It’s common for longtime US expats to consider the pros and cons of renouncing US citizenship. The annual filing requirement can take a toll on both nerves and patience, leading many to question why, exactly, they maintain their US citizenship. Contrary to popular belief, however, renouncing is a time-consuming process rife with bureaucratic hurdles.
To present an accurate overview of the options, below we review the main pros and cons of this life-changing decision.
Why is American citizenship so controversial for US expats?
The US is one of only two countries in the world (Eritrea being the other) that has a citizenship-based tax system.1 This form of taxation makes all American citizens and permanent residents subject to US tax on their worldwide income, regardless of whether or not they are currently living there.
When an American citizen’s or permanent resident’s income reaches the minimum reporting requirements, they must file a tax return and pay income taxes. These thresholds are typically $12,550 for W-2 earnings or just $400 in self-employment income. While there are many IRS provisions to provide relief for US expats, the complexity of filing from abroad is exponentially higher than doing so domestically.
Pros of renouncing US citizenship
It’s common for US expats to commiserate over how unfair the citizenship-based taxation model is. After all, they’re not benefiting from many of the services that those taxes fund. As a result, some of these expats become involved in lobbying for change, such as by joining American Citizens Abroad2 or the Association of Accidental Americans.3 These groups are very clear-eyed about the pros and cons of renouncing – and there are many considerations.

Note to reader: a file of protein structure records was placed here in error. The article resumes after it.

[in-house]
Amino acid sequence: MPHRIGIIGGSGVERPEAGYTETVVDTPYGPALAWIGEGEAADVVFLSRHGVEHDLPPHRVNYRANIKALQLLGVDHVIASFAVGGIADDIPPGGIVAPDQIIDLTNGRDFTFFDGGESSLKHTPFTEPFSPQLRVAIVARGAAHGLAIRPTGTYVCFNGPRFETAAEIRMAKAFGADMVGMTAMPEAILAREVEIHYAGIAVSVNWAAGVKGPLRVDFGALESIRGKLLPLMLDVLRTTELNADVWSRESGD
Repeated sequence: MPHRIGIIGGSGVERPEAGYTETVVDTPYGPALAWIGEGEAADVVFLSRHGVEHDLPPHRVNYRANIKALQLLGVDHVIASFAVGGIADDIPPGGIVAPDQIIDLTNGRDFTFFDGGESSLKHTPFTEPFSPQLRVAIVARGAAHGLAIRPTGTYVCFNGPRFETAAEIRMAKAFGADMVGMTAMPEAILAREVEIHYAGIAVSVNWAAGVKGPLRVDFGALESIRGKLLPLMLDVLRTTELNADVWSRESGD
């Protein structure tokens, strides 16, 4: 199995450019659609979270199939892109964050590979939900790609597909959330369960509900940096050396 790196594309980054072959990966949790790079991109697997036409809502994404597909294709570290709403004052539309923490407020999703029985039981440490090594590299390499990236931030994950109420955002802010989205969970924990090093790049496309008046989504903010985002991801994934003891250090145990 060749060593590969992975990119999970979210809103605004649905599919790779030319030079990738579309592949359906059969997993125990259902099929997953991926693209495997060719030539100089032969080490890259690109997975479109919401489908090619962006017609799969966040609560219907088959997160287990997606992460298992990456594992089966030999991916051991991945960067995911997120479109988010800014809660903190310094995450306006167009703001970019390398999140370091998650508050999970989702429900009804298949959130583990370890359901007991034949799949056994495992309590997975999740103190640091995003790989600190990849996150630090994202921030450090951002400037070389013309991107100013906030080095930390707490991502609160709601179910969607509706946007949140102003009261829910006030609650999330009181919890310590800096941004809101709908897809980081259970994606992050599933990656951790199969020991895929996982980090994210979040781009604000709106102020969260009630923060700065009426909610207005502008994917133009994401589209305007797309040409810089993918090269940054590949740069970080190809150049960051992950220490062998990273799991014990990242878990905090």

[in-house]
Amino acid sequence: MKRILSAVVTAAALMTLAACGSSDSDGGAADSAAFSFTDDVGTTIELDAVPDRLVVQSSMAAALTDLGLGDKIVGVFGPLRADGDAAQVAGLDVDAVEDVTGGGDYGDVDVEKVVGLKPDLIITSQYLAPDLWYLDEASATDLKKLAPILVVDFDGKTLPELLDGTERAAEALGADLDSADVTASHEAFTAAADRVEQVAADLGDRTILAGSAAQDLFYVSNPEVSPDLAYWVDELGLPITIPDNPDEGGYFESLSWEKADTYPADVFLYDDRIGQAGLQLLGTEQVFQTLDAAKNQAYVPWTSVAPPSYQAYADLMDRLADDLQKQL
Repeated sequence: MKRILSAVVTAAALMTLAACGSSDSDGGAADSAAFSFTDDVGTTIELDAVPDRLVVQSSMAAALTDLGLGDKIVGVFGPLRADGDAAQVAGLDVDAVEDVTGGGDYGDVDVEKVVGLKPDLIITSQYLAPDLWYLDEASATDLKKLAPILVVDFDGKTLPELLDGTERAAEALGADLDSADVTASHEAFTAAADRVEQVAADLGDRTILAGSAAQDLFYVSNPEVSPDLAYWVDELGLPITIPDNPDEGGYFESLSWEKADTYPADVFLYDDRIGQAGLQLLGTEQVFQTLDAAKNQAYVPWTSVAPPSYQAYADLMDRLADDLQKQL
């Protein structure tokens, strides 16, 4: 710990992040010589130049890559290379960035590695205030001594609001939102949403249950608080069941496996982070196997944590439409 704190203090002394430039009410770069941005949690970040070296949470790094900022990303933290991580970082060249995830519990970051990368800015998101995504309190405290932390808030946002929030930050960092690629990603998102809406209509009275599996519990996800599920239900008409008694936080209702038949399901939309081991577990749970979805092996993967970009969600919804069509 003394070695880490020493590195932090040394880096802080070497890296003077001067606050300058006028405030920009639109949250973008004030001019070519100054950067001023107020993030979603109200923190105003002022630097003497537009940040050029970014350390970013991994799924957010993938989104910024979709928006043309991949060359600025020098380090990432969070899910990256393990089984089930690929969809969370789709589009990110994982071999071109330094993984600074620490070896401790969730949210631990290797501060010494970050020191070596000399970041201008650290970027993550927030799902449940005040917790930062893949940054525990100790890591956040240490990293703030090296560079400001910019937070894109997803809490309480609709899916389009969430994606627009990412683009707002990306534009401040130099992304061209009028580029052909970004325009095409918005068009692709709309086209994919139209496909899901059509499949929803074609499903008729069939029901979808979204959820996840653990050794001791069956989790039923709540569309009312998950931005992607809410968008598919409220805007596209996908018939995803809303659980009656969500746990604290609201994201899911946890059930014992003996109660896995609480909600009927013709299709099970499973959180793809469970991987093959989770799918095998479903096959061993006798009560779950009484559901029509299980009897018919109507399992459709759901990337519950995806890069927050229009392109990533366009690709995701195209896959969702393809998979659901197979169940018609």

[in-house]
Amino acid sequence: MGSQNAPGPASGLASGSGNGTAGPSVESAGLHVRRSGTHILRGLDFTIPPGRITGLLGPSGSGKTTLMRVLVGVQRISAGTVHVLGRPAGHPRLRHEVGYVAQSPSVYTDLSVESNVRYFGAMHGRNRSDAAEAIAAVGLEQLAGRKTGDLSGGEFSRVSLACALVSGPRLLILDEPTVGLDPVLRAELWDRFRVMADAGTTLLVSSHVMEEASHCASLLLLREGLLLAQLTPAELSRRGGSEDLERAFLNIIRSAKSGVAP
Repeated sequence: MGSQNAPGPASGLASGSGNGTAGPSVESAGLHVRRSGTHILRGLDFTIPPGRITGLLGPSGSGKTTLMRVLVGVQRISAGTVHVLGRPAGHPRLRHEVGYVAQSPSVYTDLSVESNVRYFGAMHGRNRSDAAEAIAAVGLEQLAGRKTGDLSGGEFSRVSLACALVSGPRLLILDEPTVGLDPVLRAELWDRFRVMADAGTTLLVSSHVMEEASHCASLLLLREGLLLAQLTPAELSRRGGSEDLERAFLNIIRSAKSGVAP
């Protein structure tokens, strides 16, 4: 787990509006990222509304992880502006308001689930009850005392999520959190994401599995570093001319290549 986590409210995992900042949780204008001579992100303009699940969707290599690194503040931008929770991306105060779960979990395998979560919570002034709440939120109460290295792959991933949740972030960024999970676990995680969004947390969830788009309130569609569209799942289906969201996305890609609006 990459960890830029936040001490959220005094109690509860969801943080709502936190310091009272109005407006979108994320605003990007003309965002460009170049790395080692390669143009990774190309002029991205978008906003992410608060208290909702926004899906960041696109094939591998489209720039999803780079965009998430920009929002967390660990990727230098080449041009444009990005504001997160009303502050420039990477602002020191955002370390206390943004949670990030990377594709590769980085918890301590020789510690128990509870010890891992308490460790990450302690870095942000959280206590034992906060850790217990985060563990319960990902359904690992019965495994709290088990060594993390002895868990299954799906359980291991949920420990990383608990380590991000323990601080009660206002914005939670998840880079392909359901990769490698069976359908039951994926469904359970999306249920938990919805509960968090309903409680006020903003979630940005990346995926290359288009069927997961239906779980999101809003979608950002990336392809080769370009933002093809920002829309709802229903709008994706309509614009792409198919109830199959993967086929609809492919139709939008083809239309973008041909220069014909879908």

Below, we look at some of the most common benefits of renouncing US citizenship.
No more filing an annual tax return with the IRS
The biggest reason people choose to renounce their citizenship is usually because it means they no longer have to file a federal US tax return or pay US-based income taxes.
Often, US expats have to file two sets of tax returns: one for the country they live in, and another for the US. As mentioned previously, filing from abroad requires the strategic application of IRS provisions that protect expats from being double-taxed (up to a point). Two common provisions used for this purpose are the Foreign Tax Credit or the Foreign Earned Income Exclusion. And yet, they do require a working knowledge of which types of income they apply to.
Renouncing your US citizenship allows expats to avoid the complex and time-consuming process of staying up-to-date with IRS tax provisions.
It becomes easier to open and manage foreign bank accounts
The Foreign Account Tax Compliance Act (FATCA), passed in 2010, was drafted to prevent overseas tax evasion. It requires foreign financial institutions to share information on any Americans who may hold accounts with them, or face steep fines. As a result, some foreign banks won’t allow US citizens or permanent residents to open accounts with them at all.4 Others have abruptly closed accounts held by US citizens or permanent residents.